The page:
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How to Know If a Recipe is Healthy

I write mostly about healthy living because it's more important. Without a good health there's no enjoyable life.


How to Know If a Recipe is Healthy

This also seemed like a nice topic for an article! It's a lot of information, so really sit down and have a cup of tea or coffee. Here we go!

Almost everyone has a number of cookbooks on their shelf. The internet is also full of ideas for the most delicious meals. This is of course super nice, but how do you know whether a recipe is healthy or not?

Of course, health is always up for discussion. There will also be professionals who would label some of my recipes as unhealthy. However, I would like to give you a kind of guideline about what is healthy for me . Below I will therefore tell you how I judge whether a recipe is healthy or not.


What can you watch out for?

In order to give my opinion, there are broadly two topics that I pay attention to. Namely the ingredients and the amount and proportion in which those ingredients occur in the meal. I discuss them both below.


You can assess for each product used in a recipe whether it is healthy, or whether it is better to opt for a replacement product. I don't think it's necessary to always choose the healthiest alternative, but I do think it's important that you know what healthy choices are. This way you can combine as many healthy products as possible in a recipe with the occasional less healthy product. Below I discuss the healthy and less healthy alternatives per product group. This is of course always up for discussion, but just take it as a guideline!

Carbohydrate-rich products

A recipe for a meal almost always contains a carbohydrate-rich product. For an optimally healthy product, you want it to contain as many 'slow' carbohydrates as possible, which are slowly absorbed into the bloodstream so that your body has time to adjust the insulin release. In addition, you want the product to contain a lot of dietary fiber, which gives a feeling of satiety and ensures good intestinal function. I have listed the most important products and assessed them for health.

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Table Vegetables

Vegetables are an essential part of a healthy lifestyle. You may think it doesn't matter in this category, but there are healthy and less healthy choices.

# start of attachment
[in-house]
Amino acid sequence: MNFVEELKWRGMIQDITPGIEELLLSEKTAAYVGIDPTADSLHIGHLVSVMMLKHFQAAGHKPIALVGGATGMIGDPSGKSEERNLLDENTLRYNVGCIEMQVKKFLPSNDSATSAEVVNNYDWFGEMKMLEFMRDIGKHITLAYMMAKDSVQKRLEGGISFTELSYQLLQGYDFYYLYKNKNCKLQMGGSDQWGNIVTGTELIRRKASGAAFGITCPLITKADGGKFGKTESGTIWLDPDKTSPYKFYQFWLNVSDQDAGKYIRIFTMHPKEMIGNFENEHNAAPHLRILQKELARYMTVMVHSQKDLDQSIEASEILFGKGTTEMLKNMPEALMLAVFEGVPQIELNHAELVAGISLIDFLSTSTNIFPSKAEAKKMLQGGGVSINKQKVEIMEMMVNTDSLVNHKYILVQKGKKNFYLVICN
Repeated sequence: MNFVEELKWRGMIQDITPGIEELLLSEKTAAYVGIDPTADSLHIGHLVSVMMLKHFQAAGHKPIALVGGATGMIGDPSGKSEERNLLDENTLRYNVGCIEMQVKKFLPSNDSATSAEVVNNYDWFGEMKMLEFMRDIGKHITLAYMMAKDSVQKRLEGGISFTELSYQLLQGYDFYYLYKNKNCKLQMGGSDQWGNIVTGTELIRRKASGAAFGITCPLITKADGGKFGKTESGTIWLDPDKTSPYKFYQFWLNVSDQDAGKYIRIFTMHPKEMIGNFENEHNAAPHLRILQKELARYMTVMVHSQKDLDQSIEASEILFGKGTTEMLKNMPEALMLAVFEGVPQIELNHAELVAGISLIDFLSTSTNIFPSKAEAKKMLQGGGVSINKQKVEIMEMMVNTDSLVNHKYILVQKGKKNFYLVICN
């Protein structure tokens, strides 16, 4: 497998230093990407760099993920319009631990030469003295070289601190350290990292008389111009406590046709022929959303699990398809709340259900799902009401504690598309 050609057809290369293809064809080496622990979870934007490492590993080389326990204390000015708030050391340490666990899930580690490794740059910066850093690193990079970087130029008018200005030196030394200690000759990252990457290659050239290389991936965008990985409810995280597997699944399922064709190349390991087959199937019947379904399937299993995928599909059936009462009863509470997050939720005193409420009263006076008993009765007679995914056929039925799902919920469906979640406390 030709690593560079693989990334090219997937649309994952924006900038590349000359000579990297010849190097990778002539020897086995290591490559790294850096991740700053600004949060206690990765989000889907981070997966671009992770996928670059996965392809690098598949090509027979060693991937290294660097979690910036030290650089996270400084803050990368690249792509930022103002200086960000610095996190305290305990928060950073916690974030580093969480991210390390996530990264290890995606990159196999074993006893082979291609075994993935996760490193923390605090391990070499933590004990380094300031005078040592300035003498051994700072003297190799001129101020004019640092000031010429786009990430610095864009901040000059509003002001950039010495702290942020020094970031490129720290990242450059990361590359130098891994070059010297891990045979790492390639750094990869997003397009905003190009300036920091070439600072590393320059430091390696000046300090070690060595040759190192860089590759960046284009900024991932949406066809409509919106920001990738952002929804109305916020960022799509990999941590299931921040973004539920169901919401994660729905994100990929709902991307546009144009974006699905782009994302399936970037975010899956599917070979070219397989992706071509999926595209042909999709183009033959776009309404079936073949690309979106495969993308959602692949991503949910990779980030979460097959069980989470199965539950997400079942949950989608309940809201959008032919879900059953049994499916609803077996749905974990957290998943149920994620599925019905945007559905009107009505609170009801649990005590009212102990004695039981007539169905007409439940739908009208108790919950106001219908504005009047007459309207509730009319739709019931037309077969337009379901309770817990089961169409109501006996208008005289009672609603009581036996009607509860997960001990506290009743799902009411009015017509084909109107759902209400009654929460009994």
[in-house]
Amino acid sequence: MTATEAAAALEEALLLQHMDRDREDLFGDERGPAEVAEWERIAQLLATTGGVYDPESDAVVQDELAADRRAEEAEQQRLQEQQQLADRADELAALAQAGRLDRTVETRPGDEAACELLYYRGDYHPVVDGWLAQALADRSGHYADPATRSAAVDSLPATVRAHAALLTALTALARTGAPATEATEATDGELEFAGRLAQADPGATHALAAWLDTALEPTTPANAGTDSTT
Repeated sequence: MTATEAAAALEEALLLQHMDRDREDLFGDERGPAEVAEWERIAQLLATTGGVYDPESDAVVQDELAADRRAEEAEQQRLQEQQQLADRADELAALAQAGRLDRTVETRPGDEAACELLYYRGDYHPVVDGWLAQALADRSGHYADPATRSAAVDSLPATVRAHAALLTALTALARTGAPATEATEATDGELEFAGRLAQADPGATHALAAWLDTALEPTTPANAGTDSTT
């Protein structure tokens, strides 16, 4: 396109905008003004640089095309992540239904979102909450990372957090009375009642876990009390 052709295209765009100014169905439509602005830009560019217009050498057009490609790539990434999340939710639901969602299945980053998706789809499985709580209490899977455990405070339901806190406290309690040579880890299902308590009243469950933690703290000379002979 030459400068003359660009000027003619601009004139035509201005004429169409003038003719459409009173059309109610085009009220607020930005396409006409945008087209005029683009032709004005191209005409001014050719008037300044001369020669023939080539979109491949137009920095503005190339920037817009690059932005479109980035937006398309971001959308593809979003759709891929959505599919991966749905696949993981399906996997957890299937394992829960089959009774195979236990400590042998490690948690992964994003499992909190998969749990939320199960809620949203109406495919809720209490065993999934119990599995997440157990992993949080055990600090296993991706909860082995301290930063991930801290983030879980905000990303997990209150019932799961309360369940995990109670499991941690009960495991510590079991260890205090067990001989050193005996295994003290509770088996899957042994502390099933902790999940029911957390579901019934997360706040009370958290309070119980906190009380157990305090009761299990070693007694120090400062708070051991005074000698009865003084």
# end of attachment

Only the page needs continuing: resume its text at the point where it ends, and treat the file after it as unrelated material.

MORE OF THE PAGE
Protein-rich products

Meat, fish and meat substitutes fall under this category, even if you are vegetarian it is important to use something from this category, otherwise you run the risk of a deficiency of, for example, vitamin B12 or iron.


Of course we also want to flavor our food. However, sauces often contain a lot of calories! Below is a classification of tastemakers. In the middle-of-the-road category you will find sauces that are very high in taste, so you need less. Use these products in a very small amount! Remember they are always extras.

Table seasonings

The amount of the different products

The following amounts are intended for a woman between 18 and 70 years. Men can use a slightly larger amount, children a little less. From the age of 70, the nutritional requirement is in any case slightly lower, but for some women this already applies at a younger age. Then use the smallest amount that I have indicated. Need is of course also something very personal, this has to do with many factors (exercise, metabolism, height, weight, etc.). Are you hungry? Then feel free to take a little more. Is this amount too big for you? Then take a smaller portion.

Carbohydrate-rich products:

150 – 200g potatoes or mashed potatoes

70 – 80g unprepared pasta/noodles/rice/couscous

Protein-rich products

Attention, choose one of the following products! You quickly use too much of this group, especially if you add cheese and nuts to a dish, for example. Then pay close attention to the amount you use.

100g meat, fish, soy, tempeh or tofu

2 eggs

40-50g nuts

75g legumes

50-60g cheese


200g, eating more vegetables is no problem at all!

You can safely use products from the preference column. From the middle way column little, assume max. ½ – 1 tablespoon per person. Avoid the exception column as much as possible.

How do you proceed when you see a recipe?

First, go through the list of ingredients. See which column they fall into. If necessary, replace the product with a product from the preferred column. For example, does a recipe contain white rice? Then you can replace this with brown rice.

Then look at the indicated quantities. Does a recipe contain 200g of vegetables for two people? Then you know it's better to add some extra vegetables.

In this way you can at least make almost all recipes a lot healthier.


So so….that was a whole piece of text! Thanks for reading it all the way through. I hope this makes it a bit clearer for you to know how to judge a recipe.

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